Microsoft’s Xbox deal with GameStop includes a revenue share agreement that gets the ailing retailer a foot in digital retail (GME, MSFT)

Xbox Series X and Xbox Series S

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As part of a newly announced deal between Microsoft and GameStop, the ailing video game retail giant will earn a share of digital sales revenue from every new Xbox the company sells.

That’s in addition to a variety of other measures, GameStop confirmed to the investment firm DOMO Capital Management this week.

The agreement “includes revenue sharing on all downstream revenue (i.e. digital downloads and digital content) from any device that GameStop brings into the Xbox ecosystem,” DOMO Capital tweeted on Tuesday. “GameStop now meaningfully participates in digital.”

In other words: For games or other content purchased from an Xbox device GameStop sells, GameStop will get a cut of the revenue, even though that purchase was through Microsoft’s Xbox store after the console was purchased. 

Microsoft confirmed the revenue sharing agreement in a statement to Business Insider. “We have an incentive structure with GameStop as we do with many of our partners across multiple channels,” the statement said.

Despite being the world’s largest video game retailer, GameStop has struggled to stay afloat amid increasing competition from digital game stores.

Like Blockbuster Video and Tower Records before it, video game retail faces major challenges to its business model. As more people buy video games through digital storefronts like Steam or the Xbox Store, fewer buy games on physical discs from GameStop.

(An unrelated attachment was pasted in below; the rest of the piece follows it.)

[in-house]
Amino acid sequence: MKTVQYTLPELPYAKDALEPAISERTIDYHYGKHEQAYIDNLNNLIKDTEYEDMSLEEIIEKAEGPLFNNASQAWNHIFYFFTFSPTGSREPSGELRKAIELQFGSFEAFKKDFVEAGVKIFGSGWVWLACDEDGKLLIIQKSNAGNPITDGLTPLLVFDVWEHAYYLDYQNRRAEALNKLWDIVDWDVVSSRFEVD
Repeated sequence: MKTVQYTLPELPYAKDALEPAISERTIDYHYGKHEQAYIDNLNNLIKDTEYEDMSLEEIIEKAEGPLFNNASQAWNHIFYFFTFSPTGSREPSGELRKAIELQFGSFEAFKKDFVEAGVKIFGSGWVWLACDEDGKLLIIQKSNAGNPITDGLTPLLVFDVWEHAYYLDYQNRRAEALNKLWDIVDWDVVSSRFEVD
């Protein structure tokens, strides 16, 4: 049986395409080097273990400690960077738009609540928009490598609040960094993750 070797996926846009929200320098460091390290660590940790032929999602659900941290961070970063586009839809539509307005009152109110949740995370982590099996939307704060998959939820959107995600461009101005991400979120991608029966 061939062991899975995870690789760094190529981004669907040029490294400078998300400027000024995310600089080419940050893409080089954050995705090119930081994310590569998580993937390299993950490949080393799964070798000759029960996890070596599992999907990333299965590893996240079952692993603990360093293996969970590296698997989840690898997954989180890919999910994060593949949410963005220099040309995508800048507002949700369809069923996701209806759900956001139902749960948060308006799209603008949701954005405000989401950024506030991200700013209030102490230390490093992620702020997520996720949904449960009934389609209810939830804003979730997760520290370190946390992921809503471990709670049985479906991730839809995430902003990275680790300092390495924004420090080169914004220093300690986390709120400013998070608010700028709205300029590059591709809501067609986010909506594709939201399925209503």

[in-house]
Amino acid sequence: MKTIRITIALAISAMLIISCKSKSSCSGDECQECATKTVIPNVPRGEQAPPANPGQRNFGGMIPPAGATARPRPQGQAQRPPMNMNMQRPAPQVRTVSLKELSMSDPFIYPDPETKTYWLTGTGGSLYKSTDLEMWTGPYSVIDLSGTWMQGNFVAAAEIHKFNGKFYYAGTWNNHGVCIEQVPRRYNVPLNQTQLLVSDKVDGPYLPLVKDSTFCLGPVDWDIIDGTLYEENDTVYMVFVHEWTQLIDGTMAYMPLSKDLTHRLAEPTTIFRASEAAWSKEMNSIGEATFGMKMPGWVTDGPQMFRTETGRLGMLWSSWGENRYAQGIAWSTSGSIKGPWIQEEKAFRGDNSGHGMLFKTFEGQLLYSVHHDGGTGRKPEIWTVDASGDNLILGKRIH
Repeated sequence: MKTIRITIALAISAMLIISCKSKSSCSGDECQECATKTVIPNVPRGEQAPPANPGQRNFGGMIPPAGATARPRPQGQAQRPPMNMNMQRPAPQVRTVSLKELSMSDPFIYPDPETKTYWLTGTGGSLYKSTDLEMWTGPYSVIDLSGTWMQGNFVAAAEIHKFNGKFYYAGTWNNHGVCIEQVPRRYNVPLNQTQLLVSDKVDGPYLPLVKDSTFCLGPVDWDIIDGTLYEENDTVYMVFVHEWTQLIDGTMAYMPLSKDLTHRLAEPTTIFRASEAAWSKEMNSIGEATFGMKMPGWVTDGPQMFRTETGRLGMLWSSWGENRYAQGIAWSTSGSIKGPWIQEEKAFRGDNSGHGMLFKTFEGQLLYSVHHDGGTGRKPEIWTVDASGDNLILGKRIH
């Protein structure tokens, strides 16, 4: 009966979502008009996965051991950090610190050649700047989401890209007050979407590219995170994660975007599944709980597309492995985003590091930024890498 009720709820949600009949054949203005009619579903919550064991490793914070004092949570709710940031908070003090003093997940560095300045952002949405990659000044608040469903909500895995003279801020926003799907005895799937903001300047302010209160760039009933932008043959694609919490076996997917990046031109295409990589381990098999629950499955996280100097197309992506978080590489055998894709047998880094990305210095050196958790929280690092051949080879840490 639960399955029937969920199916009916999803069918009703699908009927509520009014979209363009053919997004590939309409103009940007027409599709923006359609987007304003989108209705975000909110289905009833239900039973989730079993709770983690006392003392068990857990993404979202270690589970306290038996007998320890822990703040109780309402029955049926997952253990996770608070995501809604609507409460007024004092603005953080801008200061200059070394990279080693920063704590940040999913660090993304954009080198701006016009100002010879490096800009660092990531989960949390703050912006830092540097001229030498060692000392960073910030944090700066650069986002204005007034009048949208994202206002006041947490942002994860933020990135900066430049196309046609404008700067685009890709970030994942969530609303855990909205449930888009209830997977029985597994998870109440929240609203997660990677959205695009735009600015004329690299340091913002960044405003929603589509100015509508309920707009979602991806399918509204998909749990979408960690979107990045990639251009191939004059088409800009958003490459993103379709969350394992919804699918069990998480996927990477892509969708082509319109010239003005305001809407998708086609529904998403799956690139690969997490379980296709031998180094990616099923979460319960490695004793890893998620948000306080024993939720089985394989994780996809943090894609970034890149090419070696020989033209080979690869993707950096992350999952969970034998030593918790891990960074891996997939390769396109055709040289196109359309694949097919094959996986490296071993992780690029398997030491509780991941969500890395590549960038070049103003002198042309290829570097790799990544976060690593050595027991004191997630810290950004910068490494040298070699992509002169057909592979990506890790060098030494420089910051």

That trend was a huge problem for the company — until the coronavirus pandemic forced millions of people indoors. Many of those people, with loads of free time on their hands suddenly, turned to video games. Sales of video-game hardware, software, accessories, and game cards topped $1.6 billion for March, according to The NPD Group’s monthly report — “the highest reported spend for a March month since the $1.8 billion achieved in March 2008.”

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Moreover, with new Xbox and PlayStation consoles scheduled to launch in mid-November, GameStop is more relevant than ever. There’s no way to download a new game console, and millions will no doubt turn to their local GameStop for the chance to buy a next-generation PlayStation or Xbox. 

Microsoft is assuredly hoping, through its new partnership with GameStop, that many of those GameStop shoppers will opt for a new Xbox rather than Sony’s PlayStation 5. And, by tying Xbox sales from GameStop to a digital revenue sharing plan, GameStop employees will assuredly be encouraged to sell new Xbox consoles.

Both Microsoft and Sony have new, next-gen consoles scheduled to launch on November 10 and November 12, respectively. Sony’s PlayStation 5 starts at $400 for the Digital Edition, and goes to $500 for the version with a Blu-ray disc drive. Microsoft is releasing two distinct versions of the next-gen Xbox: The $300 Series S, and the $500 Series X. Though both Xbox consoles play the same games, the Series X is capable of producing higher resolution gaming.

GameStop did not respond to a request for comment.

Got a tip? Contact Business Insider senior correspondent Ben Gilbert via email (bgilbert@businessinsider.com), or Twitter DM (@realbengilbert). We can keep sources anonymous. Use a non-work …read more

Source:: Businessinsider – Tech

      

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